All known John Deere 3hp embossed Model E engines (226501 through 226533) were shipped April 20, 1922, to Minneapolis with a JR magneto. The other six known engines have these serial numbers: 226508, 226511, 226514, 226516, 226520 and 226519.

A one-family engine

How I came into possession of my 3hp embossed Model E engine is a story in itself, and one with a pleasant ending. It started with an email asking if I was still looking for an embossed engine. I had never heard of the person who’d sent the email, but certainly this piqued my interest, like holding a dead chicken in front of an alligator and asking if it is hungry.

after-restoration

photo by: Jim White

The author’s John Deere 3hp embossed Model E engine after restoration.

I responded with a phone number and the man and I began a phone dialogue. The owner was extremely knowledgeable about the engine, even though he indicated it was disassembled, parts were spread among several boxes, and it was his only stationary gas engine.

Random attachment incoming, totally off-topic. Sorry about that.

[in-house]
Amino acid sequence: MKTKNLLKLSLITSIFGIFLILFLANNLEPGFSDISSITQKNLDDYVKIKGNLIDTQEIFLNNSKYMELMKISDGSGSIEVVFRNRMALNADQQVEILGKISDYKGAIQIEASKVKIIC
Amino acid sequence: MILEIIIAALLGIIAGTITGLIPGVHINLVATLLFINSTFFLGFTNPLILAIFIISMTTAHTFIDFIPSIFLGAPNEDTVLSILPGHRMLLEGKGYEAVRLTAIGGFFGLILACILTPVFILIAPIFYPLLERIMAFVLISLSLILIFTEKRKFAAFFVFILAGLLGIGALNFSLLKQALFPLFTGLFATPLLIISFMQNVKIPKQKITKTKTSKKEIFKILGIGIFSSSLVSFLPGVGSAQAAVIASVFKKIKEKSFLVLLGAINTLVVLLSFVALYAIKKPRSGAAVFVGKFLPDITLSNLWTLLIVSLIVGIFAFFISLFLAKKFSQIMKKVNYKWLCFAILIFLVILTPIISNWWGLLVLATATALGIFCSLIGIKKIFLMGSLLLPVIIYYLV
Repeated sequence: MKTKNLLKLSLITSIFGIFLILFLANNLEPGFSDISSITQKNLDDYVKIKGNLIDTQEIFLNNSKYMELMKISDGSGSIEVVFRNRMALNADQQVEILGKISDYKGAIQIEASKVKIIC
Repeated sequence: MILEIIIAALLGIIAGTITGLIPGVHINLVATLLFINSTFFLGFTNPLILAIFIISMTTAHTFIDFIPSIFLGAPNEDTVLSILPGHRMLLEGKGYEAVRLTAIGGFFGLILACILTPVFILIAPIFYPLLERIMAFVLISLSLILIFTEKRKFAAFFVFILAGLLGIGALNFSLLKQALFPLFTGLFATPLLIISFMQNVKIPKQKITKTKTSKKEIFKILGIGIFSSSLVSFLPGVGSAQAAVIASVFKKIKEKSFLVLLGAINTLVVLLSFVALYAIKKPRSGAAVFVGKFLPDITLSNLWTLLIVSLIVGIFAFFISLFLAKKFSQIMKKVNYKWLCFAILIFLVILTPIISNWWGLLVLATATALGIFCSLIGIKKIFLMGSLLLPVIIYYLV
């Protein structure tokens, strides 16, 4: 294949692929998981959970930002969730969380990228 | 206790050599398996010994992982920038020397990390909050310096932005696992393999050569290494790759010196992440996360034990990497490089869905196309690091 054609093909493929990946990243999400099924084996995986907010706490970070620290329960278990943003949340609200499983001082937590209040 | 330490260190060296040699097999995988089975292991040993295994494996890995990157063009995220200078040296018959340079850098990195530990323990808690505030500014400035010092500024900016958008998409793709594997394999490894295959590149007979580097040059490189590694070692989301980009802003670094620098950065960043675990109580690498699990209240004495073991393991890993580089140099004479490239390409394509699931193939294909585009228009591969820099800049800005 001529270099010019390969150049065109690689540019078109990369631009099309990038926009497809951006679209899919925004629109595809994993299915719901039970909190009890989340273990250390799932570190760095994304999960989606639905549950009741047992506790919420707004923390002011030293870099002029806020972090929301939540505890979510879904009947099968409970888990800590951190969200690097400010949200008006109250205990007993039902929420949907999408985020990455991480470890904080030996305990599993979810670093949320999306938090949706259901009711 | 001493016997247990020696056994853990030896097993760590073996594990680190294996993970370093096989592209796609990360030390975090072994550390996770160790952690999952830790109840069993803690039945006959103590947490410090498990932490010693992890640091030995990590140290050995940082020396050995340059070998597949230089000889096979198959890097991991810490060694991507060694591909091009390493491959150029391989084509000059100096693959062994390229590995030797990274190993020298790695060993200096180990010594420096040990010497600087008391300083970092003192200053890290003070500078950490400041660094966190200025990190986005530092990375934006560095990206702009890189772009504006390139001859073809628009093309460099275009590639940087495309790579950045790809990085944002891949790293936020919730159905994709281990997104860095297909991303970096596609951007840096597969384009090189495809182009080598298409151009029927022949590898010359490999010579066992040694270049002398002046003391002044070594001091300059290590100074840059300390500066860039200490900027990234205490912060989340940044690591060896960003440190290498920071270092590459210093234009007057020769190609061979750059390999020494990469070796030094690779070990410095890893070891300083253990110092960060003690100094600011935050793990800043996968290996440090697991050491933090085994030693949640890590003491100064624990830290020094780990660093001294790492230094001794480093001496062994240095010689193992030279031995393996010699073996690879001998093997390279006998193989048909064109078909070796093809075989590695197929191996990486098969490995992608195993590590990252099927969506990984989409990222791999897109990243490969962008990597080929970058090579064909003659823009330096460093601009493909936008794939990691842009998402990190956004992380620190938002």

Fact is, it had been in his family since the day when it was purchased new, but due to age, he thought it was time to part with the engine. When he told me his age, I kept my mouth shut, as I was older than him. When I drove several states away to look at the engine, it was exactly as he described, except he also had an original Waterloo cart for sale. It was certainly nice to do business with someone who was so nice and friendly, and just a good guy.

A fairly uncomplicated restoration project

With an engine that’s been disassembled for 40 years, there have to be some issues or it would not have been taken apart in the first place. With this engine, the gas tank was one example of that. Since the gas line was soldered to the bottom curved section of the tank, it was necessary to find my best old used tank to use in restoring the engine correctly.

There was also a small hairline crack in the bottom of the water hopper. Fixing that was just a matter of grinding a V and welding. The rest was normal restoration work: valve job, rings, adjust bearings and sandblast.

after-sandblasting

photo by: Jim White

The John Deere 3hp embossed engine’s block after sandblasting.

After extensive research, the first patent requests for the John Deere Model E engine that I was able to locate were submitted as three separate patent applications, all filed on Feb. 15, 1923. The first to be awarded (Patent No. 1,625,043) was for a magneto. It was awarded on April 19, 1927.